There is a distinction between the two, and the office of acolyte is reserved to men alone. Canon 230 §1 says: “Lay men whose age and talents meet the requirements prescribed by decree of the bishops’ conference can be given the stable ministry of lector and of acolyte, through the prescribed liturgical rite . . . ”
The office of altar server was created around a thousand years ago so there would be a group of people who could stand in for acolytes when none were available. Today that is the case in most parishes, and therefore the position of altar server has come to predominate at most Masses.
However, because the position of altar server was created by the Church, the issue of who can serve as its occupants is determined by the Church. The office is not sacramental and so need not be reserved to males. Currently, the Church allows the use of female altar servers: “Where the needs of the Church require and ministers are not available, lay people, even though they are not lectors or acolytes, can supply certain of their functions, that is, exercise the ministry of the word, preside over liturgical prayers” (CIC 230 §3).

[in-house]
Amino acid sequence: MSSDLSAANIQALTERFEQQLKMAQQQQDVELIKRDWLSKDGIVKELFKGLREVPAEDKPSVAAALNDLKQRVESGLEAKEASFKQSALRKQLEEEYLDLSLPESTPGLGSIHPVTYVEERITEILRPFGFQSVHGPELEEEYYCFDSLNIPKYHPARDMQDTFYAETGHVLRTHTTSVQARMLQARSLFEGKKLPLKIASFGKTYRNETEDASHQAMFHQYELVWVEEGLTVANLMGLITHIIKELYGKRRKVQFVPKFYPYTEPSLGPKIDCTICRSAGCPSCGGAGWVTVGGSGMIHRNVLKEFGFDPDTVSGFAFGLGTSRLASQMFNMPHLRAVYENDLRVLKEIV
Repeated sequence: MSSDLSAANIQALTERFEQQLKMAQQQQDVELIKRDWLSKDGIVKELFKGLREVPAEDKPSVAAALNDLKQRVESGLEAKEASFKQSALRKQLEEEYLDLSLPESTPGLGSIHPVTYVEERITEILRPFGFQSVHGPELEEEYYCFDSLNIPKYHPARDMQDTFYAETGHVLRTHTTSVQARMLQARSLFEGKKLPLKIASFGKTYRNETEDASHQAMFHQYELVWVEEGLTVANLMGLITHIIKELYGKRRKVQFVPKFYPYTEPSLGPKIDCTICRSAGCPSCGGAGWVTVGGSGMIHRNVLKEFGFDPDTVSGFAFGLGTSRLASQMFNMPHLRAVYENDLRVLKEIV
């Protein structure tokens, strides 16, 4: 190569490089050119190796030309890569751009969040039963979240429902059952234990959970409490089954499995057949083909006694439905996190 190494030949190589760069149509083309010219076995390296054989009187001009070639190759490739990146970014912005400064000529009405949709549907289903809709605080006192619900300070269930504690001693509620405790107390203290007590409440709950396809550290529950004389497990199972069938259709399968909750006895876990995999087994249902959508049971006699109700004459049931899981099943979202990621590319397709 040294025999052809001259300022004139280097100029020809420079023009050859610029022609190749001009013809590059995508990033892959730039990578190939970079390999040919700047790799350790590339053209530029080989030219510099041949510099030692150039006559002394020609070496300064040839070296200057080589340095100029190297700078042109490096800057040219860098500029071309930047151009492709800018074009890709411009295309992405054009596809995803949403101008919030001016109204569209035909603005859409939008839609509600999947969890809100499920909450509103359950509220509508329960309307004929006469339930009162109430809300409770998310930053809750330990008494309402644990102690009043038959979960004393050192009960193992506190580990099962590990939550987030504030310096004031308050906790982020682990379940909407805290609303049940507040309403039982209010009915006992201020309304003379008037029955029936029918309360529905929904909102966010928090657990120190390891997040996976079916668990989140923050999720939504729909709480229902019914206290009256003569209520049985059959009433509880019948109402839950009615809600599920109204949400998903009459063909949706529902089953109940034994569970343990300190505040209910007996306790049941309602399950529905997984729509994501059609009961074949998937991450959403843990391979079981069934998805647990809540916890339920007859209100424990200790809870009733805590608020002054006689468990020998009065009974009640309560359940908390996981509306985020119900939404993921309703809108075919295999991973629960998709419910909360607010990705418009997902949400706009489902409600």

The position of altar server involves much less responsibility than the position of acolyte. Acolytes had many duties that have now been broken up and distributed to different people—for example, carrying the cross during the opening processional used to be performed by the acolyte, but now the crucifer fulfills that role. Today, nearly all that remains for altar servers is to hand the priests the unconsecrated elements and the cruets and to help him wash his hands.